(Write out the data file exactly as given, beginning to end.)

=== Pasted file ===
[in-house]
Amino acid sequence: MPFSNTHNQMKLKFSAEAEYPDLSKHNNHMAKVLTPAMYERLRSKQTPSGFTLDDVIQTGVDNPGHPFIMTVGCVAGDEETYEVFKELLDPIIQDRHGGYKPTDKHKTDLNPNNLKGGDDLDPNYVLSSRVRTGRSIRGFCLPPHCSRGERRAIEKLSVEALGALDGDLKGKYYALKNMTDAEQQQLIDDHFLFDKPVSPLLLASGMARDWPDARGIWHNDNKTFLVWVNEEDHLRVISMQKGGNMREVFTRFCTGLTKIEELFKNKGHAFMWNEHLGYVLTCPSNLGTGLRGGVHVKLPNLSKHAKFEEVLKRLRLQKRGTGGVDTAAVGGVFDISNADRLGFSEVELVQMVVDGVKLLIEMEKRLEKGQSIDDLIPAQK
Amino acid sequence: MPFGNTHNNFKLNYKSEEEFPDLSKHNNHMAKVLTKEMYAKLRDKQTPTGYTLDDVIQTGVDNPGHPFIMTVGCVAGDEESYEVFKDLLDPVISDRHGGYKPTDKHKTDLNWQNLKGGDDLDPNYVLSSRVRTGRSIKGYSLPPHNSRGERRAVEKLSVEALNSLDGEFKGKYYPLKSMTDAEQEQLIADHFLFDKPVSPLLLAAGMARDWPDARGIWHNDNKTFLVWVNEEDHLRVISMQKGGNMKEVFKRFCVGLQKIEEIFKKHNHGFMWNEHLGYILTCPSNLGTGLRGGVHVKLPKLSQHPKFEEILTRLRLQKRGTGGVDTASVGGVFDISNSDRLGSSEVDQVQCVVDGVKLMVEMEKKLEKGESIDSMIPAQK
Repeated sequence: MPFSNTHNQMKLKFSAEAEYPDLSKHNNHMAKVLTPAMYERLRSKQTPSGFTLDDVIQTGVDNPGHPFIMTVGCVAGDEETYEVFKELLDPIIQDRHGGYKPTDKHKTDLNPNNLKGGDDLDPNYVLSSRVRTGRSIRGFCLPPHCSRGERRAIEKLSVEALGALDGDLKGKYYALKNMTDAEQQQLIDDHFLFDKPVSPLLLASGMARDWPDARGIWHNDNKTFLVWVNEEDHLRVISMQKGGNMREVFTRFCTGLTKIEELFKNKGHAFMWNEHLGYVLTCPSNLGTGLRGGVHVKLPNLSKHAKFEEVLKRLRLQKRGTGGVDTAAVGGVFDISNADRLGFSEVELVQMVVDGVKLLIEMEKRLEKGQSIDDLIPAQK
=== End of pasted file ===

[in-house]
Amino acid sequence: MPFSNTHNQMKLKFSAEAEYPDLSKHNNHMAKVLTPAMYERLRSKQTPSGFTLDDVIQTGVDNPGHPFIMTVGCVAGDEETYEVFKELLDPIIQDRHGGYKPTDKHKTDLNPNNLKGGDDLDPNYVLSSRVRTGRSIRGFCLPPHCSRGERRAIEKLSVEALGALDGDLKGKYYALKNMTDAEQQQLIDDHFLFDKPVSPLLLASGMARDWPDARGIWHNDNKTFLVWVNEEDHLRVISMQKGGNMREVFTRFCTGLTKIEELFKNKGHAFMWNEHLGYVLTCPSNLGTGLRGGVHVKLPNLSKHAKFEEVLKRLRLQKRGTGGVDTAAVGGVFDISNADRLGFSEVELVQMVVDGVKLLIEMEKRLEKGQSIDDLIPAQK
Amino acid sequence: MPFGNTHNNFKLNYKSEEEFPDLSKHNNHMAKVLTKEMYAKLRDKQTPTGYTLDDVIQTGVDNPGHPFIMTVGCVAGDEESYEVFKDLLDPVISDRHGGYKPTDKHKTDLNWQNLKGGDDLDPNYVLSSRVRTGRSIKGYSLPPHNSRGERRAVEKLSVEALNSLDGEFKGKYYPLKSMTDAEQEQLIADHFLFDKPVSPLLLAAGMARDWPDARGIWHNDNKTFLVWVNEEDHLRVISMQKGGNMKEVFKRFCVGLQKIEEIFKKHNHGFMWNEHLGYILTCPSNLGTGLRGGVHVKLPKLSQHPKFEEILTRLRLQKRGTGGVDTASVGGVFDISNSDRLGSSEVDQVQCVVDGVKLMVEMEKKLEKGESIDSMIPAQK
Repeated sequence: MPFSNTHNQMKLKFSAEAEYPDLSKHNNHMAKVLTPAMYERLRSKQTPSGFTLDDVIQTGVDNPGHPFIMTVGCVAGDEETYEVFKELLDPIIQDRHGGYKPTDKHKTDLNPNNLKGGDDLDPNYVLSSRVRTGRSIRGFCLPPHCSRGERRAIEKLSVEALGALDGDLKGKYYALKNMTDAEQQQLIDDHFLFDKPVSPLLLASGMARDWPDARGIWHNDNKTFLVWVNEEDHLRVISMQKGGNMREVFTRFCTGLTKIEELFKNKGHAFMWNEHLGYVLTCPSNLGTGLRGGVHVKLPNLSKHAKFEEVLKRLRLQKRGTGGVDTAAVGGVFDISNADRLGFSEVELVQMVVDGVKLLIEMEKRLEKGQSIDDLIPAQK